Christie Calls Judge’s Criticism on New Jersey Schools ‘Crazy’

Wednesday, 23 Mar 2011 06:36 AM

 

Share:
  Comment  |
   Contact Us  |
  Print  
|  A   A  
  Copy Shortlink

New Jersey Governor Chris Christie, a former U.S. attorney, said a judge’s report criticizing his budget cuts in school spending was “crazy.”

Christie, a first-term Republican, said he hasn’t considered how to balance the budget of the state with the highest tax burden if he’s ordered to spend more than $1 billion extra on public schools.

Judge Peter Doyne, in a report to the state Supreme Court, said Christie and the Democrat-controlled Legislature underfunded schools by $1.6 billion last year. Doyne concluded that the budget cuts violated the state Constitution.

“Our courts have become crazy,” Christie, 48, said in his monthly call-in show on WKXW-FM in Trenton yesterday. “This is like banging your head on the wall.”

Asked what he could cut to compensate for increased education spending, if the Supreme Court agrees with Doyne’s conclusion, Christie said: “I don’t know. We’ll have to see.”

Doyne’s report released yesterday said $1.6 billion in education cuts had prevented New Jersey schools from offering the “thorough and efficient” education required by the state Constitution. The Supreme Court could prescribe a remedy.

In the radio appearance, Christie said the ruling addressed the narrow question of funding for disadvantaged schools, excluding the bigger picture of New Jersey’s finances.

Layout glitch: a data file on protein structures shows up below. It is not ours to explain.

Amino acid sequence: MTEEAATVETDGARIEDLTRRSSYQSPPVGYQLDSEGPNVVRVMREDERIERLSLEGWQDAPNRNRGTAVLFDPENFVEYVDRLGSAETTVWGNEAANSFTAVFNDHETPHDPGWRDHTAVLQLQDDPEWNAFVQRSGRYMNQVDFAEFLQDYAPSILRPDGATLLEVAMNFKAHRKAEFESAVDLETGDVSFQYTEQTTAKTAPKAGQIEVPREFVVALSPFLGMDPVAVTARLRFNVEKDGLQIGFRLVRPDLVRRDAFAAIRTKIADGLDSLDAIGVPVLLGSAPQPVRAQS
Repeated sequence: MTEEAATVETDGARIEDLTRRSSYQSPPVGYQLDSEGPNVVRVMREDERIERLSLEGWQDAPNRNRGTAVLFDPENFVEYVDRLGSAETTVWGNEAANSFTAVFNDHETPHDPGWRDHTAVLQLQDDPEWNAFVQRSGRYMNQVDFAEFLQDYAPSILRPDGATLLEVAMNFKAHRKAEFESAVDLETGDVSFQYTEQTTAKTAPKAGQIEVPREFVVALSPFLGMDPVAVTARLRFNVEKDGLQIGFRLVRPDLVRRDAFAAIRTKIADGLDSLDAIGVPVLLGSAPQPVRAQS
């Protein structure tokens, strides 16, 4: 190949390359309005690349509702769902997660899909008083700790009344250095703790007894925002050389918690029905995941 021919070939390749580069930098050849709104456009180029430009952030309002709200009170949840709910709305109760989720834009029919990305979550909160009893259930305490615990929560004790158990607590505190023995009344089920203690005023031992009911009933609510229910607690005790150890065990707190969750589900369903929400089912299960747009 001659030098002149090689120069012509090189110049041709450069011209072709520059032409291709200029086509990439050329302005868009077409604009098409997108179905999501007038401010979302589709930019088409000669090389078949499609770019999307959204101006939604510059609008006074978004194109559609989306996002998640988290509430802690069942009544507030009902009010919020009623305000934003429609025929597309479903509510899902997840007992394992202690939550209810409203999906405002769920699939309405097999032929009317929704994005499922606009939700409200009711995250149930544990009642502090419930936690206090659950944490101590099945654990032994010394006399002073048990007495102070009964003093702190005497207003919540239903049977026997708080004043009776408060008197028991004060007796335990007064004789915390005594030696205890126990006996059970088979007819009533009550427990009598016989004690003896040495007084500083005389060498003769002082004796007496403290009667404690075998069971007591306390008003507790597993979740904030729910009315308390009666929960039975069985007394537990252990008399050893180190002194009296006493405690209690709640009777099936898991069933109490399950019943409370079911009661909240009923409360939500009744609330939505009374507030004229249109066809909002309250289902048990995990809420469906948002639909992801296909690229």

In an exchange with a caller who identified herself as Penny, Christie said he wants to raise worker health-care contributions to 30 percent, from an average of 8.5 percent.

Call From Penny

Penny, who didn’t give her surname, said she earns less than $8 an hour as a government employee and can’t afford to contribute more toward health care. She asked how he expected her to live.

“How I expect you to live, Penny, is you have to choose another health plan that’s not as rich as the one you have now,” Christie said. “That’s how.

‘‘We can no longer afford to pay 90-plus percent of your health care,’’ he said. ‘‘The benefits are too rich and what you pay is too little.’’

Elected officials have scrutinized the cost of employee benefits as a way to cut the cost of government. Forty-four states face combined deficits of more than $100 billion for fiscal year 2012, according to the Washington-based Center on Budget & Policy Priorities.


© Copyright 2014 Bloomberg News. All rights reserved.

Share:
  Comment  |
   Contact Us  |
  Print  
  Copy Shortlink
Around the Web
Join the Newsmax Community
Please review Community Guidelines before posting a comment.
>> Register to share your comments with the community.
>> Login if you are already a member.
blog comments powered by Disqus
 
Email:
Retype Email:
Country
Zip Code:
 
Hot Topics
Follow Newsmax
Like us
on Facebook
Follow us
on Twitter
Add us
on Google Plus
Around the Web
You May Also Like

Tea Party Takes Two of Three GOP Races for US House in Georgia

Wednesday, 23 Jul 2014 10:23 AM

Although the stunning upset win by political newcomer David Perdue in the Republican runoff for the Senate was the big n . . .

Big Turnout, 'Non-Politician' Image Gave Perdue Ga. Primary Win

Wednesday, 23 Jul 2014 09:36 AM

A lucrative TV broadside portraying him as a non-politician and a major turnout of supporters in Atlanta and its surroun . . .

National Journal: Probability of Republican 'Wave' Growing

Wednesday, 23 Jul 2014 08:13 AM

Political analysts who are predicting that 2014 will not produce a Republican wave are "whistling past the graveyard," . . .

Most Commented

Newsmax, Moneynews, and Independent. American. are registered trademarks of Newsmax Media, Inc. Newsmax TV, NewsmaxWorld, NewsmaxHealth, are trademarks of Newsmax Media, Inc.

 
NEWSMAX.COM
America's News Page
©  Newsmax Media, Inc.
All Rights Reserved